“You’re so different than I remember,” her mother’s longtime producer, Porter Watson, had said to her at Gus’s holiday party in December, just over two months ago now. The two of them had waded through a standard, awkwardnice-to-see-you commentary at the punch bowl and arrived, thanks to an offhand line about charity, at a discussion of Aimee’s work at the UN. Porter seemed genuinely intrigued and said so.
“I don’t think we’ve ever really spoken until now,” Aimee replied quietly.
He’d looked at her with seriousness, as though he wanted to reply, when Gus motioned him over. She was standing partway up the staircase, admiringSabrina’s sage-and-cherry ribbon garlands on the banisters. “It’s a far cry from seven stones on a table,” Gus laughed. Alan Holt’s first dinner meeting with Gus, and Sabrina’s pitiful little centerpiece, was a well-worn anecdote. Gus had raised her glass and her partygoers did the same.
Then it was time for toasts and cake—always cake!—and Aimee had slipped out onto the patio and the garden beyond, cold just as a Westchester December should be, to huddle until making her exit wouldn’t seem rude. From time to time she would glance toward a window, quickly so she didn’t even have to admit to herself she was looking, hoping to catch sight of her mother looking for her.
The volume on the television grew louder as the
show cut to commercial, jolting her back to her own breakfast in the kitchen. Aimee went back to look at her eggs. Not quite the perfection she’d hoped for. She scraped the rubbery mess into the garbage, rinsed off her plate and put it into the dishwasher, and took a bite of the dry, cold toast, then tossed that into the bin as well before leaving for the day.
Sabrina Stepped Out Of the cab on Forty-ninth Street and Sixth and right into a puddle of melting snow. Thank God the fashion world had gotten over the open-toed-shoes-in-winter thing, she thought, grateful for her tall brown leather boots and her warm cashmere coat. She stepped up onto the curb, shifted her portfolio from one hand to the other while she pulled on her gloves, and then hustled eastward from Sixth to Rock Center. Her potential new client—and a steaming cup of mocha—was waiting for her at the Dean & DeLuca gourmet food shop and Sabrina was eager to see both of them. There was a crowd of onlookers standing in front of the
show studio just ahead of the shop and she gave a quick look to assess jaywalking into the street, but a slew of black town cars and yellow cabs were clogging things up. Argh! Resigned to fighting through the crowd, Sabrina picked her way through the tourists who were gushing and cooing about whichever celebrity was being interviewed.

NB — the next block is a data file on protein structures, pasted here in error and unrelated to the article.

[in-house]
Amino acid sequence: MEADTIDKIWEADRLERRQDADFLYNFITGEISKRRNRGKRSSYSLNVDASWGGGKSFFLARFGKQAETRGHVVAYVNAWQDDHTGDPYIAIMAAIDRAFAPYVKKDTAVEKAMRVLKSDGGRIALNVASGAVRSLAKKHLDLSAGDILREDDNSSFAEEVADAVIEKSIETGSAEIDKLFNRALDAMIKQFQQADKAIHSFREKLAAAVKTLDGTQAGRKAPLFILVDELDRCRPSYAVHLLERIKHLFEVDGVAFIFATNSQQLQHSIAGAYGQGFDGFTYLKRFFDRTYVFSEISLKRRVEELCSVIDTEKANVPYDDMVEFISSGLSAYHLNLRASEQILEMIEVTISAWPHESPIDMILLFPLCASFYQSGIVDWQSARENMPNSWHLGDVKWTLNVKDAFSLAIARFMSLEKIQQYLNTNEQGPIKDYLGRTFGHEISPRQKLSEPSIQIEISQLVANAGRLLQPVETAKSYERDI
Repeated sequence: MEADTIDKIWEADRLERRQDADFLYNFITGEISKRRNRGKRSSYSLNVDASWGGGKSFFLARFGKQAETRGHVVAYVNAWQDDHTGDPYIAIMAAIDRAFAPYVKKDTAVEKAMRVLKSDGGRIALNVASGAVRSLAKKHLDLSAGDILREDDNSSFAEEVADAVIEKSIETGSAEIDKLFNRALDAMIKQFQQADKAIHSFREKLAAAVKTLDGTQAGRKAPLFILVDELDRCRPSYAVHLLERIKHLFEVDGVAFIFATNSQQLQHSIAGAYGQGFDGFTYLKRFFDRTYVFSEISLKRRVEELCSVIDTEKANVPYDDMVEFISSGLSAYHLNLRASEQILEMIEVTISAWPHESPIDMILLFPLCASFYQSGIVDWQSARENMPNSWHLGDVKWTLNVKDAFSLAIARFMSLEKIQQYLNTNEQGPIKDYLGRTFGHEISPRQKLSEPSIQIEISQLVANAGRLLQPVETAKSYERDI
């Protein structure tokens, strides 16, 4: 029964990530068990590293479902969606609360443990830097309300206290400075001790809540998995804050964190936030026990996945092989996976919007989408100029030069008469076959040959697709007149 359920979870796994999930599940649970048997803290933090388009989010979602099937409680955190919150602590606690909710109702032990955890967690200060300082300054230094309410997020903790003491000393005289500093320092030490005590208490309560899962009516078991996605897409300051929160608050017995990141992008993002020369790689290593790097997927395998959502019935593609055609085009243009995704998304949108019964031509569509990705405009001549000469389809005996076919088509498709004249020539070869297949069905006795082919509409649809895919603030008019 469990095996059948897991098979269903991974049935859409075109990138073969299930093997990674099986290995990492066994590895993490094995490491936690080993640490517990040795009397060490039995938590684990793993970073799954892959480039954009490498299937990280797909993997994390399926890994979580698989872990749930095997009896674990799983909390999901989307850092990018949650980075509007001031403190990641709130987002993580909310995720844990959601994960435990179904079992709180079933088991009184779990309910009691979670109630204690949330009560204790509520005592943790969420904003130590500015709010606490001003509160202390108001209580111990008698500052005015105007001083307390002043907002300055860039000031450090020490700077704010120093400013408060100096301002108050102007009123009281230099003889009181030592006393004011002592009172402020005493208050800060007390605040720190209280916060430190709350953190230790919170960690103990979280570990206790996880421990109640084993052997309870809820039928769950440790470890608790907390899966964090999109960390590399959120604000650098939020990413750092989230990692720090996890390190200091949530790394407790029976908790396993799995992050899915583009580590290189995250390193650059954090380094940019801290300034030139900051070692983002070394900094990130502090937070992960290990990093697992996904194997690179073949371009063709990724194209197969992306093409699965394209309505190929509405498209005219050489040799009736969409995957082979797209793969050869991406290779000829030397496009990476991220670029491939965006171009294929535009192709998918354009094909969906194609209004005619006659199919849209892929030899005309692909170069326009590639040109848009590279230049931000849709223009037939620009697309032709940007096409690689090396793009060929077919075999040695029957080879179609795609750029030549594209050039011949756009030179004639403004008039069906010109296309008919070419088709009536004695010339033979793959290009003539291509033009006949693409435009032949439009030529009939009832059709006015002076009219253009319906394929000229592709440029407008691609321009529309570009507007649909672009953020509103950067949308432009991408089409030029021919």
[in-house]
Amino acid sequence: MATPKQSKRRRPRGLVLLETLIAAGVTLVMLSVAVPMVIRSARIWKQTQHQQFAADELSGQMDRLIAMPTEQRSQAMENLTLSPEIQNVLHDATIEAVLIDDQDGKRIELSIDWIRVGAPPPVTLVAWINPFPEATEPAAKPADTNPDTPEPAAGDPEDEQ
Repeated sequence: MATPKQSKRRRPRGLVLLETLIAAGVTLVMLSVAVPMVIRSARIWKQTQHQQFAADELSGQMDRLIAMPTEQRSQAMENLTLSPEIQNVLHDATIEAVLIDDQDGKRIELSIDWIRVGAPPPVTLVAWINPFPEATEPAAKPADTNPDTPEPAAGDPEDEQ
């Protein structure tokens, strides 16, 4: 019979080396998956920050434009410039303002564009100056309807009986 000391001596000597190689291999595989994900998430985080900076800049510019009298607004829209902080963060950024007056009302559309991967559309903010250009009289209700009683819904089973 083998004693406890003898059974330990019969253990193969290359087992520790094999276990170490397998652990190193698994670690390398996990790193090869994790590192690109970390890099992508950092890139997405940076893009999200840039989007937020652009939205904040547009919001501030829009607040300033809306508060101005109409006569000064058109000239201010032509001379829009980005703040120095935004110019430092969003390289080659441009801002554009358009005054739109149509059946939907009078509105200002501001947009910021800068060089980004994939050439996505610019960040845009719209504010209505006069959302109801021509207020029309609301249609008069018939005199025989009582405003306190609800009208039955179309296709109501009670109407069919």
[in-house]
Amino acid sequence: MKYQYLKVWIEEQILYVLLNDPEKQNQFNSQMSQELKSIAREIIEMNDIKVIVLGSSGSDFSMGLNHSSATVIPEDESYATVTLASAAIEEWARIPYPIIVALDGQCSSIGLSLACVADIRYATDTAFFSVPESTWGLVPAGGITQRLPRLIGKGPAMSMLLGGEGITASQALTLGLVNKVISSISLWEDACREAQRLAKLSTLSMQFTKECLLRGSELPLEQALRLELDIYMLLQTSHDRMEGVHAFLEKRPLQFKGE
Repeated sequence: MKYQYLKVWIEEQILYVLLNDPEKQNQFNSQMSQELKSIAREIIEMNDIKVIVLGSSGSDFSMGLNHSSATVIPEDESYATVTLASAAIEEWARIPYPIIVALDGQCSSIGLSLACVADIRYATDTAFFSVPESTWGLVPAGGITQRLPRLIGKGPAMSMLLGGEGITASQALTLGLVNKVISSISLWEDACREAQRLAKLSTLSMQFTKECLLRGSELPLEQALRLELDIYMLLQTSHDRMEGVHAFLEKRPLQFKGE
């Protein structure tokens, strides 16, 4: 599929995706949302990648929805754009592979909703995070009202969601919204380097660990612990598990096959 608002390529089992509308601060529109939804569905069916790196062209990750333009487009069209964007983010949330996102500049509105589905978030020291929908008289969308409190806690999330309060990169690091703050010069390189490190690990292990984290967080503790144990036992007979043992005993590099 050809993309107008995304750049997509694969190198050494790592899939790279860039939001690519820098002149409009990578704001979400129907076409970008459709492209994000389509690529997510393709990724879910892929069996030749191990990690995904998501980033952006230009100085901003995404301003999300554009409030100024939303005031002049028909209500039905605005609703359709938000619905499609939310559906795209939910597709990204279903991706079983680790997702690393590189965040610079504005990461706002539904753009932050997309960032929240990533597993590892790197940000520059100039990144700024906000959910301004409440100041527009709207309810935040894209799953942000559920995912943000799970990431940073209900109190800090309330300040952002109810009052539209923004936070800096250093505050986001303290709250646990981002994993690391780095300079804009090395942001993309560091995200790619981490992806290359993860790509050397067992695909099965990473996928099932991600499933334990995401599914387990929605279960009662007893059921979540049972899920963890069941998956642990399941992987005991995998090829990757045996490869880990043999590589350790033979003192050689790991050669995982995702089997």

“I love her!”
“She’s so real, you know?”
“I just wish she’d come to my house and make dinner!”
At that last comment Sabrina swiveled her black head involuntarily toward the glass-fronted studio and felt her stomach drop.
Through the window. On the monitors. Smiling and laughing and playingto the crowd. Just as she always did. Just as Sabrina was about to meet this client, the first one she’d set up on her very own. There she was.
There was always Gus.
Carmen Vega scratched her arms—and her legs—and stared at her mini-television in the carefully refurbished galley kitchen of her overpriced Tribeca studio. What she saw on screen almost made her forget how much her skin itched. Because there, in her spot—the one her publicist had worked so hard to land, to coincide with the article in the
New York Times
that heralded her emergence as a full-fledged Foodie Queen—was Gus Simpson.It was simply infuriating! Gus Simpson was everywhere, with her own brand of knives, her own brand of spices, her mega-selling cookbooks, and all those
Cooking with Gusto!
episodes that ran daily on the CookingChannel— not to mention additional repeats of her 1990s programs
The Lunch Bunch
. (Why on earth anyone watched those episodes of Simpson in colored jeans and brocaded vests was beyond Carmen. Nothing ever looks as bad as a bygone trend.)
There was even talk that Gus had been approached to start her own magazine. Carmen already had a name for
own magazine and had even bought an online address, if only someone was willing to fund it. Being Miss Spain 1999 might intrigue some of her fans but it did not necessarily cause investors to pony up, unfortunately. She simply hadn’t been able to raise enough money. (Though, much to her annoyance, she’d been asked out on several dates by those same investors, male and female alike.) What botheredCarmen the most was that, despite her beauty pageant background, she had a degree from the Culinary Institute of America. Gus Simpson did not.